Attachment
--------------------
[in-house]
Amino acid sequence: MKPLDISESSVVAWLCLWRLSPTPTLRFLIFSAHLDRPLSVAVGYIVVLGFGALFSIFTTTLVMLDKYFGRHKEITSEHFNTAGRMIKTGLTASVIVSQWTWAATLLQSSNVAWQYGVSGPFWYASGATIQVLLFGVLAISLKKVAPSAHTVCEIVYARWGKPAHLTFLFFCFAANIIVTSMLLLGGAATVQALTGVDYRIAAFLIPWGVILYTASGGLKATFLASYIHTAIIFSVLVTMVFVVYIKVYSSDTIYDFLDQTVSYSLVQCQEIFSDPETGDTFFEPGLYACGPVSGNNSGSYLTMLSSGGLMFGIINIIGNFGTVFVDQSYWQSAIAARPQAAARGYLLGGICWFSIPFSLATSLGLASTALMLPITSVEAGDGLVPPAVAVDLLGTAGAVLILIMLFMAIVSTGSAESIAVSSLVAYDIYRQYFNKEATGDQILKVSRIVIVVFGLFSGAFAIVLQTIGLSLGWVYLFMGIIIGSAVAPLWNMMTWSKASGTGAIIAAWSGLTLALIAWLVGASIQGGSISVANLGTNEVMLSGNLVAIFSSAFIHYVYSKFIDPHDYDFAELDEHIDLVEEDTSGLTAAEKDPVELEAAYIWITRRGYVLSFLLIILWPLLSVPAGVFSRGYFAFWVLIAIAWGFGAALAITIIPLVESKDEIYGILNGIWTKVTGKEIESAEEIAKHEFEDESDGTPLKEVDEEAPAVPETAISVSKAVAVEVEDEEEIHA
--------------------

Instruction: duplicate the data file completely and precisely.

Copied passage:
[in-house]
Amino acid sequence: MKPLDISESSVVAWLCLWRLSPTPTLRFLIFSAHLDRPLSVAVGYIVVLGFGALFSIFTTTLVMLDKYFGRHKEITSEHFNTAGRMIKTGLTASVIVSQWTWAATLLQSSNVAWQYGVSGPFWYASGATIQVLLFGVLAISLKKVAPSAHTVCEIVYARWGKPAHLTFLFFCFAANIIVTSMLLLGGAATVQALTGVDYRIAAFLIPWGVILYTASGGLKATFLASYIHTAIIFSVLVTMVFVVYIKVYSSDTIYDFLDQTVSYSLVQCQEIFSDPETGDTFFEPGLYACGPVSGNNSGSYLTMLSSGGLMFGIINIIGNFGTVFVDQSYWQSAIAARPQAAARGYLLGGICWFSIPFSLATSLGLASTALMLPITSVEAGDGLVPPAVAVDLLGTAGAVLILIMLFMAIVSTGSAESIAVSSLVAYDIYRQYFNKEATGDQILKVSRIVIVVFGLFSGAFAIVLQTIGLSLGWVYLFMGIIIGSAVAPLWNMMTWSKASGTGAIIAAWSGLTLALIAWLVGASIQGGSISVANLGTNEVMLSGNLVAIFSSAFIHYVYSKFIDPHDYDFAELDEHIDLVEEDTSGLTAAEKDPVELEAAYIWITRRGYVLSFLLIILWPLLSVPAGVFSRGYFAFWVLIAIAWGFGAALAITIIPLVESKDEIYGILNGIWTKVTGKEIESAEEIAKHEFEDESDGTPLKEVDEEAPAVPETAISVSKAVAVEVEDEEEIHA